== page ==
Well, I really appreciate all that Tumblr’s been able to provide me so far. I’ve decided to rebrand things and build my website over on Wordpress because I’m more familiar with it. For those of you that have followed so far, find my writing at http://mebuilding.wordpress.com.
Everything is old.
It has always been here. Physics tells us that a closed system, like our universe, will always have the exact same amount of energy. Further, we know it has been expanding for somewhere in the neighborhood of 14 billion years…containing the same amount of stuff. That means, in the first millisecond (about 1/40 of the time it takes you to blink) after creation everything that ever was, is or will be inhabited a tiny—yet rapidly expanding—cosmos.
Everything is arranged.
Matter is simply an organized form of energy, a bunch of atoms that slowed down enough to appear solid…to appear solid. This “everything” is paradoxically made up of “something” and a remarkable amount of “nothing.” Accelerated to the speed of light squared, you’d be millions upon millions of times more powerful than a bolt of lightning.
Everything is connected.
Occasionally, we are reminded of our opus and the scope of our wonderful lives. All is inextricably tied together, molded from an eternal image. What makes you “you” and me “me” is a sliver of the Creator given boundaries. What was timeless is made to play by rules of hours and days it struggles to comprehend. What was boundless is now limited by the reach of clumsy extremities to inches and feet. We fight impatience, feeling somewhere deep down all is within reach yet knowing everything must be put in order.
Everything moves with you.
Toss aside the belief that anything is against you. You are a part of everything! It shifts to accommodate you—what matters is the direction you face. Like an airliner cutting across the sky, the space will be filled behind you. Whether you take off heading east or west, uphill or down, everything will support you. It parts before you and gathers behind you so that you might push forward.
This is the power of everything.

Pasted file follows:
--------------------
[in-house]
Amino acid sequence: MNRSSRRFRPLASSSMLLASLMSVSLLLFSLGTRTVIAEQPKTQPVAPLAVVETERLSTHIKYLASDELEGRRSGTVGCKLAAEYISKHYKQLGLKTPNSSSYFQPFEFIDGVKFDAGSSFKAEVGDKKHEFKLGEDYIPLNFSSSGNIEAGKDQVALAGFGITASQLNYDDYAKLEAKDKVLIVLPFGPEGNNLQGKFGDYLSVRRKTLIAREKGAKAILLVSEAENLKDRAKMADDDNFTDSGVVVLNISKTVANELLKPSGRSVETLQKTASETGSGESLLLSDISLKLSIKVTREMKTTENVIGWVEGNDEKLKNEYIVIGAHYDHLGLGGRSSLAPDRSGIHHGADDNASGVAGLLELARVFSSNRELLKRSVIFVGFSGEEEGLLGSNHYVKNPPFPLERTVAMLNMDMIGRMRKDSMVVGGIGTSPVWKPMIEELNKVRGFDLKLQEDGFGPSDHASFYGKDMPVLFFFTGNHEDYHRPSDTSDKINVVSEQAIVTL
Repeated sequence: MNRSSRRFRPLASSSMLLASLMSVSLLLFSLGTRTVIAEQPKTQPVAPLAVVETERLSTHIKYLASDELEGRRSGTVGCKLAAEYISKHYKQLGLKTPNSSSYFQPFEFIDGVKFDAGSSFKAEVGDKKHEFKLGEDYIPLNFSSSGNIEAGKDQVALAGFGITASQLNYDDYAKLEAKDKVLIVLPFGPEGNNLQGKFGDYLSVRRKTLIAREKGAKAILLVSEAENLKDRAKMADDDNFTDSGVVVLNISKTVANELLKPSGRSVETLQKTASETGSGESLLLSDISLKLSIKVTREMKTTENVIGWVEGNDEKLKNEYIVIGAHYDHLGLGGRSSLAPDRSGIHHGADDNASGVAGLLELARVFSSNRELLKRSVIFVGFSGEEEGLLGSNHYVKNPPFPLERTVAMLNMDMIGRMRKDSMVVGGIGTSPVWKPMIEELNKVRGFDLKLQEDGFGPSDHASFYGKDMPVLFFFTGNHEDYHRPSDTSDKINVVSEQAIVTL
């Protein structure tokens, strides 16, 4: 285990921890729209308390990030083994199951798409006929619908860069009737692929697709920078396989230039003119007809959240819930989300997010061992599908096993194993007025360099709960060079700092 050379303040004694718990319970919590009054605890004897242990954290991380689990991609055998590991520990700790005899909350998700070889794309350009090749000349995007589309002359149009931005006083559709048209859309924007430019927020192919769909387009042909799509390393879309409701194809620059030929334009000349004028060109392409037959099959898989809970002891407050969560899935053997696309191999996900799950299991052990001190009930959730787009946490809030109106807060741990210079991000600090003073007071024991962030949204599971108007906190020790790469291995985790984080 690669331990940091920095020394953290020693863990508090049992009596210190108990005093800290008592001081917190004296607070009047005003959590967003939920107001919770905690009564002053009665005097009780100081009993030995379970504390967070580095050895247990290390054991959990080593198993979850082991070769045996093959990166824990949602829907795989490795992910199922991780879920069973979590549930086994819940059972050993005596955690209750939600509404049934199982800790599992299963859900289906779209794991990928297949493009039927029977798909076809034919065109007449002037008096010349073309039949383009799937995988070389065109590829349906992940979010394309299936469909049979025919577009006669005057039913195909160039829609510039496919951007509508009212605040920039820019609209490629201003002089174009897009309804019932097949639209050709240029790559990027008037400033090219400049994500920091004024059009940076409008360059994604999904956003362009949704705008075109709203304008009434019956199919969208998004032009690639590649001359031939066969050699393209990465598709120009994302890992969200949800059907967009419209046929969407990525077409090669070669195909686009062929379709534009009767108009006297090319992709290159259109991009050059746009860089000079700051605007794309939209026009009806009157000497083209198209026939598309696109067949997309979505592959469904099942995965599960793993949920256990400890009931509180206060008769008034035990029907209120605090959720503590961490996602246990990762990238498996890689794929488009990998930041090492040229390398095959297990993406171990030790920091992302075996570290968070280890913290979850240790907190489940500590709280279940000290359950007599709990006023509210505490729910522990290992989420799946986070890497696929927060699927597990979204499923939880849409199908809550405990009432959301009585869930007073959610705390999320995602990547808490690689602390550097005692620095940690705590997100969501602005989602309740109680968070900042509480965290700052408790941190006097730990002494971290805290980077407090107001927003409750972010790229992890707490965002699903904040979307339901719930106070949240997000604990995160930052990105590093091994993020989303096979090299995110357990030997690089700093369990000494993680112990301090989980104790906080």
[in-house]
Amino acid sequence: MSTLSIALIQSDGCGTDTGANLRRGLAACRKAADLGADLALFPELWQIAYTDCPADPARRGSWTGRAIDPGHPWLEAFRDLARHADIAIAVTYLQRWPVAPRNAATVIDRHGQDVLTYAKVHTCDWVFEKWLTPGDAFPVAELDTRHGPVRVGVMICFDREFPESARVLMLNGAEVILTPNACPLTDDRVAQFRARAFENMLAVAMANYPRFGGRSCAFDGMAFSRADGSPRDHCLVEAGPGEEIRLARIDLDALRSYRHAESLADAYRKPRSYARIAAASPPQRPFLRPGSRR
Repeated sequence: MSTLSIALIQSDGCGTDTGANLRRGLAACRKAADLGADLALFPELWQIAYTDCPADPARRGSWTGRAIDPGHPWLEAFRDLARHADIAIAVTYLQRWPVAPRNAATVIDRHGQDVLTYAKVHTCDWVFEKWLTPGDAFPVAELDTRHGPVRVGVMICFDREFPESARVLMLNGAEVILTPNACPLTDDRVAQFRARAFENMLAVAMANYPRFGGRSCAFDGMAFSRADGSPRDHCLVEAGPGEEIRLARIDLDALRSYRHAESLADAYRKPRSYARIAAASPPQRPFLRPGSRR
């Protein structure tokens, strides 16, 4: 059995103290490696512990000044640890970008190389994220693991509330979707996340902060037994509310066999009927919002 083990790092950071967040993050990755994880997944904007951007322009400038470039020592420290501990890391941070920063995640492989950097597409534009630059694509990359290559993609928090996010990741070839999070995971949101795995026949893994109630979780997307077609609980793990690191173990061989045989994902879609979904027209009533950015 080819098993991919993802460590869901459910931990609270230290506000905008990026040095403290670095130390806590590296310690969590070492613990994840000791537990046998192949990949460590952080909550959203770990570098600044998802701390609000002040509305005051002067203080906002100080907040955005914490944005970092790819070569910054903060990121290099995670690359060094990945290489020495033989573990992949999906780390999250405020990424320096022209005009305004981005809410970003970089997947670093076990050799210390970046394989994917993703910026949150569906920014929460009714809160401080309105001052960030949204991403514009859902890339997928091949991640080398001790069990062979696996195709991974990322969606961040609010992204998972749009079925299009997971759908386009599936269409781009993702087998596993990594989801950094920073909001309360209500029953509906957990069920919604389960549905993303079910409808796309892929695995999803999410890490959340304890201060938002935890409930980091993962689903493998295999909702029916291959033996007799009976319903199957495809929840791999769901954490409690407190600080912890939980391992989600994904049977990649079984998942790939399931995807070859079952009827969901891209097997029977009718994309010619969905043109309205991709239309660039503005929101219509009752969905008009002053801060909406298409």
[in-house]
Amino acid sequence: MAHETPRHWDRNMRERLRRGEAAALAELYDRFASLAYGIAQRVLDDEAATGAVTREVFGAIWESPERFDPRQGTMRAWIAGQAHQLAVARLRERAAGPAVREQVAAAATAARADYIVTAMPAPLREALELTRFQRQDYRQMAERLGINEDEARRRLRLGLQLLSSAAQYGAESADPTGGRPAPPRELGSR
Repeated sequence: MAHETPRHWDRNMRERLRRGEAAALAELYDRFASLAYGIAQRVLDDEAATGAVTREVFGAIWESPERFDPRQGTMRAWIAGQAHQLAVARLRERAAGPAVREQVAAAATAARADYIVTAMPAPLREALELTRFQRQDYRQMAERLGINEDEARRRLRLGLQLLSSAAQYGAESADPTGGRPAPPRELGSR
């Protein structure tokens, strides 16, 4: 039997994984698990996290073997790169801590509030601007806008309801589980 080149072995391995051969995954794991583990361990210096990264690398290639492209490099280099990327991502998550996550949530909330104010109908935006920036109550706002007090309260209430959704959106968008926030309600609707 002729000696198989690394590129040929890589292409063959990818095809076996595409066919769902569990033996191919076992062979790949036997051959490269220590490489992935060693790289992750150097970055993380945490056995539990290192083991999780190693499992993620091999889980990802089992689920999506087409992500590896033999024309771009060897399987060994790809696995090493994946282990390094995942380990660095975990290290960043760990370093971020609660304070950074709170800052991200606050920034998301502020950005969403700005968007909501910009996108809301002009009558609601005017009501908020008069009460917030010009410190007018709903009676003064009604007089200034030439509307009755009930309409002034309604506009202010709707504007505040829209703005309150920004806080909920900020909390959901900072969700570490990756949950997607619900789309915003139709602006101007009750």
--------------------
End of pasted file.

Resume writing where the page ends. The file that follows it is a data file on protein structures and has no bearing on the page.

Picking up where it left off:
Sometimes, you find something in the middle of nothing.
In the midst of tremendous quiet, you hear a whisper. It’s startling. It’s moving. It’s clear. The plug is in the outlet and the light is blinding. The simplicity is striking and humbling. Strangely, you find comfort with it as you wonder why you didn’t think of it before.
Something finally makes sense.
It’s the gift you’ve been waiting to open, the package you’ve hoped would be delivered. It’s presented to you for the achievement of a purpose. It is energetic and focused, strong and unbreakable. It is an end for a means, a result for your work.
Something is what you live for.
This idea is the seed. Much depends on what you do with it. Will you give it the attention required to grow or ignore it as it withers? Will you choose to help it live grandly or allow it to die silently with its potential?
Something requires you to act.
This is the power of something.
Your brain is always working.
Whether interpreting the millions upon millions of sensations affecting you every second or controlling the movement of your digestive system or contemplating the positions of galaxies, it is impossible to shut off. Death is the only event that will completely close down operations.
You can slow it down.
Sit quietly for a few minutes. Close your eyes. Feel the breath passing in and out your nostrils. Keep at it as long as you can. Even as you do your best to silence everything, your brain still chatters, doesn’t it? It comments on the room temperature, it speaks about the strangeness of your current activity, it meanders into future errands or past happenings.
You’re waiting for nothing.